UW Football Players, Bucky Badger Brighten Patients' Day

UW football player Jay Valai and Bucky Badger teamed up to hand out toys to patients at American Family Children's Hospital thanks to the Greater Bucky Open MADISON – It started out as a good reason for Derek Hildebrandt to come home, see his friends and family, play some golf and go to a University of Wisconsin football game. But it has turned into a good cause for patients at the American Family Children's Hospital.

Hildebrandt, a Madison native, created the Greater Bucky Open in 1997.


The event's name stems from the three years Hildebrandt spent portraying the Bucky Badger mascot at UW athletic events, and originally the proceeds from the annual gathering went to providing scholarship money to the UW students who volunteer to don the Bucky Badger outfit and entertain the crowds.

That is still the case, but the Greater Bucky Open has grown, both in participation and scope. The first one consisted of just 12 golfers; this year's event drew 130 golfers Sept. 24 at University Ridge Golf Course. And for the past 11 years, the GBO has been a fundraiser for  American Family Children's Hospital.

"Once we hit critical mass, we were like, 'We should give back bigger,' " said Hildebrandt, who added that approximately 90 percent of the proceeds from the GBO support the hospital.


Some of that support comes in the form of money - Hildebrandt said the group had donated just more than $140,000 through last year, and he estimated that this year's event raised approximately $20,000.


One of their gifts to the Children's Hospital is the Greater Bucky Open Family Lounge located in the Hematology/Oncology unit, an area for patients' families to relax during their stay. It was made possible by a $50,000 commitment from the GBO.


But the other part of the support comes on a more personal level.

Hildebrandt, who lives in Redondo Beach, Calif., joins several UW football players and Bucky Badger, of course, to visit with and distribute toys to patients at the Children's Hospital. This year, senior defensive back Jay Valai and three hulking defensive linemen - juniors J.J. Watt and Patrick Butrym and sophomore David Gilbert - hauled wagons loaded with toys to the girls and boys.

Watt is somewhat of a regular at American Family Children's Hospital.

He said that eight UW players meet with patients on Fridays during the weeks the Badgers have home games. "We're only allowed eight, so everybody tries to sign up as early as possible," Watt said. "There's a ton of guys who want to do it, but every Friday I get to go, so it's pretty exciting. I get my name on there real early."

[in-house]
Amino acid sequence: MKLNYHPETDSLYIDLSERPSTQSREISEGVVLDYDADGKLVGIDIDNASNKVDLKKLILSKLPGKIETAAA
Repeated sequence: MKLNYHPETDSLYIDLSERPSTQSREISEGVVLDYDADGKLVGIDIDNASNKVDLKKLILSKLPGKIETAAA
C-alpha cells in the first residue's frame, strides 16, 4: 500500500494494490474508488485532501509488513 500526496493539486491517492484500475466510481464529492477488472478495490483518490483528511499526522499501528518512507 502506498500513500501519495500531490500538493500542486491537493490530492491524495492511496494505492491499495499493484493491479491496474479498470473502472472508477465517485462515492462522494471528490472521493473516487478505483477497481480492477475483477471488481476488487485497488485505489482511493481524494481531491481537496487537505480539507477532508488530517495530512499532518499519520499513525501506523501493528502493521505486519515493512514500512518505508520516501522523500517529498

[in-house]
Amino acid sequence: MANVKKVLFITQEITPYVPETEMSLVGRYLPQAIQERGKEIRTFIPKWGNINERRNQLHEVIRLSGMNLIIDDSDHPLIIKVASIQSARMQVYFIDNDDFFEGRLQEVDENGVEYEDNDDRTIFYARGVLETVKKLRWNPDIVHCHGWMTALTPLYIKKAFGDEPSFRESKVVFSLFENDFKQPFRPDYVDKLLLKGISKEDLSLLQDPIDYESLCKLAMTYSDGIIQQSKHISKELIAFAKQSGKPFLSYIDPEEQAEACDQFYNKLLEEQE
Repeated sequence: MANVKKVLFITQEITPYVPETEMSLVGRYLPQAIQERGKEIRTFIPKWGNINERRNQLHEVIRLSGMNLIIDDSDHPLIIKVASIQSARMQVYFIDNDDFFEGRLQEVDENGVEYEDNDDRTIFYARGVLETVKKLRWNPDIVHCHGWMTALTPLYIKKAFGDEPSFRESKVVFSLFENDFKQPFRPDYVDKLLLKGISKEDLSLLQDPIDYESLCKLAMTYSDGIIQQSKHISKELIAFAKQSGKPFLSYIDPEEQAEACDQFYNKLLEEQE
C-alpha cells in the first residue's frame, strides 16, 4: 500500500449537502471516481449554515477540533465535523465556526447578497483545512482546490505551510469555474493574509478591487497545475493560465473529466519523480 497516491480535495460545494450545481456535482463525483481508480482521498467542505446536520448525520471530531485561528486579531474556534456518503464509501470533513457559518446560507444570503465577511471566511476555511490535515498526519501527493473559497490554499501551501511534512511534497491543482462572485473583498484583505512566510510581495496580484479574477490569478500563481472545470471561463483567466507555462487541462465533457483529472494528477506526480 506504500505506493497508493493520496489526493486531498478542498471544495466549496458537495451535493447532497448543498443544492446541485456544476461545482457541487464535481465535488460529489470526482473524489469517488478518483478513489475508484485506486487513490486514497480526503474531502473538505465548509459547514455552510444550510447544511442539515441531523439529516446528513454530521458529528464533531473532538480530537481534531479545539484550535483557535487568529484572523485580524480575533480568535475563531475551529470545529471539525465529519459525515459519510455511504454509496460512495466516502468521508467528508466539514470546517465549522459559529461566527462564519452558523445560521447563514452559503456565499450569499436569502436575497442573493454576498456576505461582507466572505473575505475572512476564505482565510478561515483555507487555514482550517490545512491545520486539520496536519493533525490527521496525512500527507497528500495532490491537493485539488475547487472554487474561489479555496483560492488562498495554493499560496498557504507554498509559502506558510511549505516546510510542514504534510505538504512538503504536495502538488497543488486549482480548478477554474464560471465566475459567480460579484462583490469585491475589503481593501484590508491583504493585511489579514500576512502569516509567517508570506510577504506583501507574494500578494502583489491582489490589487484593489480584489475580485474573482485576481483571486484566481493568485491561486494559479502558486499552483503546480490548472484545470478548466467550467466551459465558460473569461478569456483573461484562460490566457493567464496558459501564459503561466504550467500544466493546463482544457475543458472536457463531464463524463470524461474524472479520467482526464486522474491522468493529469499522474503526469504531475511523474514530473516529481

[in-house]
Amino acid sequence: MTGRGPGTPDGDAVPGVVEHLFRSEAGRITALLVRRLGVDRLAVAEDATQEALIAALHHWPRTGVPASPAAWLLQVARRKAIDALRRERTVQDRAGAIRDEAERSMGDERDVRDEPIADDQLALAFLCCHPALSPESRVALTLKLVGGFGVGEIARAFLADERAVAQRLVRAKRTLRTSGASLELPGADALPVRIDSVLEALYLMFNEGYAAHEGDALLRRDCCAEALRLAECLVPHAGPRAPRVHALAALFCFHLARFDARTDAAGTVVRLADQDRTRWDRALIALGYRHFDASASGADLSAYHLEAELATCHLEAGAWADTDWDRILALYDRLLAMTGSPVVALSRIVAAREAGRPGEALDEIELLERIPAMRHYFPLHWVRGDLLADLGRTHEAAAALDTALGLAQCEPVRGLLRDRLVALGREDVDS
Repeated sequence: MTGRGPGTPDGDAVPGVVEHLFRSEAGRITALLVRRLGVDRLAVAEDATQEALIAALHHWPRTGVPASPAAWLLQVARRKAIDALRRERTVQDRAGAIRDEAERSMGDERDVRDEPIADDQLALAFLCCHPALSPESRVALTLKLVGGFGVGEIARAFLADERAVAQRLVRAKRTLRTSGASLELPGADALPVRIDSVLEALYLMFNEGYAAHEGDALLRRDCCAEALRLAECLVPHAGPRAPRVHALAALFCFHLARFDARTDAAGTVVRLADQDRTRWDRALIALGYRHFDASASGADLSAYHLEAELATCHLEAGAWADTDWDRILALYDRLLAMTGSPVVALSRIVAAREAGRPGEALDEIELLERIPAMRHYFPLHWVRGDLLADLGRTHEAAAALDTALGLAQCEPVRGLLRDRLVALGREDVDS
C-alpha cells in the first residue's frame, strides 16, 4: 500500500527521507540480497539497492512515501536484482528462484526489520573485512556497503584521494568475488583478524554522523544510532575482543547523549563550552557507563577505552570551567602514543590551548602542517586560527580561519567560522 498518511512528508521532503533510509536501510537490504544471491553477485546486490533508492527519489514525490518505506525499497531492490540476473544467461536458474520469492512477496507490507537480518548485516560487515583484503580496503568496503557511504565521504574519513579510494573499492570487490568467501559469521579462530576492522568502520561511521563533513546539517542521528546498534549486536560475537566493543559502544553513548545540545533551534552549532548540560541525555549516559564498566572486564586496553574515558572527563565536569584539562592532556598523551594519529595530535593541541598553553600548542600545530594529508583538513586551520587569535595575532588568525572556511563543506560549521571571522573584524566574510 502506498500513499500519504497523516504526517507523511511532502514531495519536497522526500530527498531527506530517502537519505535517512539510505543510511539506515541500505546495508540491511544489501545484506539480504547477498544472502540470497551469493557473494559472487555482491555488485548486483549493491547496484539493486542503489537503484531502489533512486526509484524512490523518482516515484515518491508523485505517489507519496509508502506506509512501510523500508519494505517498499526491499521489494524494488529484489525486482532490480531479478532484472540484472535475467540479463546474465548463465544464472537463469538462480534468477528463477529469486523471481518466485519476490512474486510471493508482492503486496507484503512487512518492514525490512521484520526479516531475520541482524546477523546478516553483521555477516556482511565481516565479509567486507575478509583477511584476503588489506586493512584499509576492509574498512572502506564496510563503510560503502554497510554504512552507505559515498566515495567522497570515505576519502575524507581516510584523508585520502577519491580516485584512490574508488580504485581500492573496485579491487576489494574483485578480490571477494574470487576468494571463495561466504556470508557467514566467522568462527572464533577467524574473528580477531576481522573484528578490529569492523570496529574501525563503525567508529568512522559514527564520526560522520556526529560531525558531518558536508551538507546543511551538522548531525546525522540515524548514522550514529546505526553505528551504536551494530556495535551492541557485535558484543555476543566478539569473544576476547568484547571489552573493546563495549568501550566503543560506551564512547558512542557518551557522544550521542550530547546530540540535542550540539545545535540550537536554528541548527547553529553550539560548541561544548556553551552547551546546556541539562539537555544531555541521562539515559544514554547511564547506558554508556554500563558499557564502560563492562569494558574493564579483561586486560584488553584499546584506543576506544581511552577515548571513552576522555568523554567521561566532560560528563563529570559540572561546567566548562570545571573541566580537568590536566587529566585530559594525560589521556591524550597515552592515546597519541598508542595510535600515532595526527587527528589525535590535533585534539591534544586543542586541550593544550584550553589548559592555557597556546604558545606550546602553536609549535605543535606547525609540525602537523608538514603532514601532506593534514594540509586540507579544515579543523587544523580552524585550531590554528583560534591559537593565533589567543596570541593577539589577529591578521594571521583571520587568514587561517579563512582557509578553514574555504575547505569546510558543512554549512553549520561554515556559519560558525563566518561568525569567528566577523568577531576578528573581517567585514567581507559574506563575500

Watt, a Pewaukee native who already has started his own foundation to help fund after-school sports programs for Madison-area children, said the visits to the hospital hold a special spot in his heart.

"It's an unbelievable experience," he said. "When you walk into a room and see a child's face light up, it's unbelievable. We could be at home playing video games, we could be at home sleeping, but when you have a chance to impact somebody's life, you have to take advantage of it. And being a Wisconsin Badger, we get that opportunity. It's unbelievable to be able to use that for good.

"It really puts things into perspective, when you're walking into a child's room and he's fighting for his life and you're complaining about running an extra sprint at practice or you're complaining about doing an extra lift (in the weight room). It puts things into perspective really quickly, how lucky we are to be in the position that we're in."

The 6-foot-6, 292-pound Watt and the other big guys with him - Butrym stands 6-4 and 284 pounds, while Gilbert is 6-4 and 240 pounds - seemed giddy about the opportunity provided them by the Greater Bucky Open.

"We're really excited about all the toys they've got here today for these kids," Watt said two days before the Badgers set a modern-era record for points in a 70-3 victory over Austin Peay. "We never have them to give to them on Fridays, so we're really excited to see their faces today."

Watt and the affable Valai chatted and played around with the patients with their new toys, while Bucky Badger added his unique twist to the trips down the hospital hallways and in the rooms.

"It's a bunch of goofy guys," Hildebrandt said of the fraternity of Bucky Badgers - there are seven playing the role this school year. "They're all really good, quality guys, but they're all a little off a little bit. Which I guess I am, too."





Date Published: 09/29/2010

News tag(s):  ouruwhealthkidschildrenchildrens

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